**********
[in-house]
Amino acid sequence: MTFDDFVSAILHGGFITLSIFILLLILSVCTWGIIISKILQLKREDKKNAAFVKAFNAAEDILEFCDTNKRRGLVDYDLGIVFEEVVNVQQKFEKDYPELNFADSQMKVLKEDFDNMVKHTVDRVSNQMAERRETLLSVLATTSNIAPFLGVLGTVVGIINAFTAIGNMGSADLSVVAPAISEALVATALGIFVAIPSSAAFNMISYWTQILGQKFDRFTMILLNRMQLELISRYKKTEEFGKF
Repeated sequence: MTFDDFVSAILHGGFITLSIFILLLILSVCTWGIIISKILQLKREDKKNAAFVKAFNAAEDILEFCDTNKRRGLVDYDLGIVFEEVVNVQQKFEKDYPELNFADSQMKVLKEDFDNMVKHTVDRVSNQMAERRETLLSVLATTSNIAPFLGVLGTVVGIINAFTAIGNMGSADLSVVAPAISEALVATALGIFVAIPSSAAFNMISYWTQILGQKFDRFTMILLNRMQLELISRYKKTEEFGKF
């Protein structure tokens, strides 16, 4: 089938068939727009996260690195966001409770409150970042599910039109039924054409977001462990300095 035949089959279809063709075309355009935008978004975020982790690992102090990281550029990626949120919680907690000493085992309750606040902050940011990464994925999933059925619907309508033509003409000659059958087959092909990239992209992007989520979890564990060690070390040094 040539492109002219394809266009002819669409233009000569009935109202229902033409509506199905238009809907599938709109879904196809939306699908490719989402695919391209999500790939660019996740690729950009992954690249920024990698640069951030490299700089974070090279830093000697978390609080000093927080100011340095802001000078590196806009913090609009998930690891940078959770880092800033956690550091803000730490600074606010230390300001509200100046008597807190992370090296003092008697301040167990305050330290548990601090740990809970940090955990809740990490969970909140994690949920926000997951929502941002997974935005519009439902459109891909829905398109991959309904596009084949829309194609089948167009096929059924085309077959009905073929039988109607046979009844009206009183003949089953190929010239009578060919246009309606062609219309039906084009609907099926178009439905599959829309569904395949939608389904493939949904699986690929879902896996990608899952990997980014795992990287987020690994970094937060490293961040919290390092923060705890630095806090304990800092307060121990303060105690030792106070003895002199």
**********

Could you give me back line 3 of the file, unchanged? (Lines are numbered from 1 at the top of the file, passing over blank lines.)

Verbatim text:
Repeated sequence: MTFDDFVSAILHGGFITLSIFILLLILSVCTWGIIISKILQLKREDKKNAAFVKAFNAAEDILEFCDTNKRRGLVDYDLGIVFEEVVNVQQKFEKDYPELNFADSQMKVLKEDFDNMVKHTVDRVSNQMAERRETLLSVLATTSNIAPFLGVLGTVVGIINAFTAIGNMGSADLSVVAPAISEALVATALGIFVAIPSSAAFNMISYWTQILGQKFDRFTMILLNRMQLELISRYKKTEEFGKF